Two of Farmers’ products – a Philips Easy Speed Iron and the Remington Hair Dryer – remained on special the entire time.
The study also found some of the before prices advertised on sale items increased over time.
It’s common knowledge sales are great for getting feet through the shop doors.
According to research by the UK Office of Fair Trading, “was/now” pricing in-store encourages consumers to make a purchase they might not have otherwise made.
Behaviourial scientist Thijs de Valk says discounts work on the principle of urgency, as they are only available for a certain amount of time.
This makes people believe that if they don’t buy a product while it’s on sale, they may out on a great deal.
In New Zealand, the Commerce Commission advises that products should be sold at the “was” price for a reasonable amount of time before going on special, but what’s reasonable is up for debate.
Sales are also only supposed to be for a limited time, with clear start and end dates specified.
Farmers has many prominent sales each year for Farmers Clubcard holders, as well as more general sales like the Red Dot sale, while Briscoes often has sales that promote 30 to 50 percent off everything in store.
Consumer NZ is concerned customers aren’t getting the bargains that are advertised.
“If what you’re actually paying is the real price, what is a sale price?” Consumer NZ CEO Sue Chetwin said to the NZ Herald.
The organisation says there’s grounds for regular price monitoring in the retail sector, given how many sales occur.
It says companies that regularly promote the same items as “specials” are likely to be misleading consumers.
But Briscoe Group managing director Rod Duke dismissed the findings and said sales were never permanent.
Several of the products in the study were caught up in storewide discounts, he says, not individually on sale.
The ‘before’ or ‘was’ prices for sale items were based on the manufacturer’s Recommended Retail Price and benchmarked against competitors, he said.
Retailers who rely on sales to draw in customers have suffered in their profits – Kathmandu being the prime example.
A lot of customers don’t bother to buy any items from Kathmandu until it has a sale, which may explain why it is always hosting sales.
The company is now undergoing a review of its pricing structure after reporting dwindling profits in the last financial year.
CEO Xavier Simonet says the current sales structure is complex and confuses customers.
The retailer has been warned in the past about its sales tactics.
In 2006, it copped a $28,000 fine for advertising items as “on sale” when they’d been available at the same discounted price for months prior to the sale.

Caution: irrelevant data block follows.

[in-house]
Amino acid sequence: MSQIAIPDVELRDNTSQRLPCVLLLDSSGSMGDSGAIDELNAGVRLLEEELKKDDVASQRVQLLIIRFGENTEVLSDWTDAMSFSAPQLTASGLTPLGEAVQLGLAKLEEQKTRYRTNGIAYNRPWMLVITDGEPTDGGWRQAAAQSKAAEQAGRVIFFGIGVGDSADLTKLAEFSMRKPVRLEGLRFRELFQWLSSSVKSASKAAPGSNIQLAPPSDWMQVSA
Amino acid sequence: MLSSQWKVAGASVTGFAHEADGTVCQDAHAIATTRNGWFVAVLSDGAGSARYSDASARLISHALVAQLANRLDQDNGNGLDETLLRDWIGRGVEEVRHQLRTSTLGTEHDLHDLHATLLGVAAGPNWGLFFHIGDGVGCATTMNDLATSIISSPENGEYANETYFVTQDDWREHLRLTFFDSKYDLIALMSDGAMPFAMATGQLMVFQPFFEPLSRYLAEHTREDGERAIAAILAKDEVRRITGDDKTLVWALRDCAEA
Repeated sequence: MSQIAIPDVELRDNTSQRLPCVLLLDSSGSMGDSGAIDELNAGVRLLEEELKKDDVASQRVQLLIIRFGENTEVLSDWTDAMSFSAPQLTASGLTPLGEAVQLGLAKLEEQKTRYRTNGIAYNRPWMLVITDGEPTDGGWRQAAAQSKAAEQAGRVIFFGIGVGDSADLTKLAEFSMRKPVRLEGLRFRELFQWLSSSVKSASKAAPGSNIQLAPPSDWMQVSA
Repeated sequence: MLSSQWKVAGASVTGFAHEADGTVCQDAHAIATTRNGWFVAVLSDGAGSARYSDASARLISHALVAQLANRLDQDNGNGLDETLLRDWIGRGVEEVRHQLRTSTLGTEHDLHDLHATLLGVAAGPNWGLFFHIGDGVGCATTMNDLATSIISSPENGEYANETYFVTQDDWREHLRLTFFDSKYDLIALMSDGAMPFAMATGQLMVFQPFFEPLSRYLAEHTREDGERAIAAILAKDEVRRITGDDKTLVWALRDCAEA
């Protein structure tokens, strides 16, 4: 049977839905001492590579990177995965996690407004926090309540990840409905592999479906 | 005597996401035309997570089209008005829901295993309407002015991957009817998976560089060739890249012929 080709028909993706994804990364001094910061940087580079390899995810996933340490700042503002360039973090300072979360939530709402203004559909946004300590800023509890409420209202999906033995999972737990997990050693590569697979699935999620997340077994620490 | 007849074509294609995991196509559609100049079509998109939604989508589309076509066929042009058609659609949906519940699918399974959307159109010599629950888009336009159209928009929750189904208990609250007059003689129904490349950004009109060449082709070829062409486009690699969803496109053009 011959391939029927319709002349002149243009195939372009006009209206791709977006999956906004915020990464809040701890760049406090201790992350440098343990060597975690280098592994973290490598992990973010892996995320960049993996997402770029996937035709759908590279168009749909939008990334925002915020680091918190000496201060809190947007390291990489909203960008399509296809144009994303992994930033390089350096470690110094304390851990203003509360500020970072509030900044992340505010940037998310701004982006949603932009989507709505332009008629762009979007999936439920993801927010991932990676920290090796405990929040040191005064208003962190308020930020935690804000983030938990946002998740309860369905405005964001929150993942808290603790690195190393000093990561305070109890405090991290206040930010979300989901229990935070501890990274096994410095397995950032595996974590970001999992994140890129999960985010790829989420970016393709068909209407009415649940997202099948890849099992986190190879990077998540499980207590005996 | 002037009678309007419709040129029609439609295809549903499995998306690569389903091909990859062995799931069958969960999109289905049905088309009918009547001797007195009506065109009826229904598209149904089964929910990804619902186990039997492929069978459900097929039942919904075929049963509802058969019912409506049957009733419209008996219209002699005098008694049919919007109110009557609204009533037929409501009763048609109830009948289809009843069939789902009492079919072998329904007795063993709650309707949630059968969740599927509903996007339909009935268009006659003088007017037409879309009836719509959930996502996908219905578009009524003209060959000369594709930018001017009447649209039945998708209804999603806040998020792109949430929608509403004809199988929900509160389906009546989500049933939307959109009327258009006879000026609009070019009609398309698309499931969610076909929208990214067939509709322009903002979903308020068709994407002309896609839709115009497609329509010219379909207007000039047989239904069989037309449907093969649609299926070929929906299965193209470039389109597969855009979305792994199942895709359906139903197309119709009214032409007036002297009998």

Consumer NZ says it’s passing along its findings to the Commerce Commission.
Consumer issues 2015
Meanwhile, the Commerce Commission has released its Consumer Issues paper for 2015.
The paper documents which companies consumers have filed complaints about and what for.
Consumers filed more Fair Trading Act complaints about internet traders (33 percent, or 1377 complaints) over in-store traders (13 percent, or 604 complaints).
Online trading now generates about a third of the complaints made to the Commerce Commission.
Surprisingly, the majority (81 percent) of these complaints are about New Zealand online traders, not overseas ones.
The Commerce Commission said this was an unexpected finding, as purchasing from off-shore websites can potentially increase the risk to consumers.
In terms of what the online complaints were about:
- 26 percent were related to the goods (e.g. the quality of them)
- 24 percent were related to the price (e.g. price increases before discounts)
- 20 percent were related to the provision of online services
- 9 percent were for no intention to supply (e.g. product wasn’t delivered).
Another concern outlined was that in January 2015, 108,000 (18 percent) of the web addresses using a New Zealand domain (e.g. .nz and .kiwi) are registered to non-New Zealand addresses in the owner’s contact details.
Complaints made to the Commerce Commission about in-store traders weren’t reflective of the companies’ value by proportion, as electrical and electronic products are the most complained about, but only represent 4 percent of all retail sales.
An analysis of the 2014 data found just 24 traders generate 25 percent of all complaints.
The Trader Compliance Programme is working with selected businesses to increase their compliance efforts with the law over a two-year period.
The eight traders in the Programme currently include Vodafone, Spark, Noel Leeming and Harvey Norman, which has itself in a bit of trouble following a sales botch-up on its site.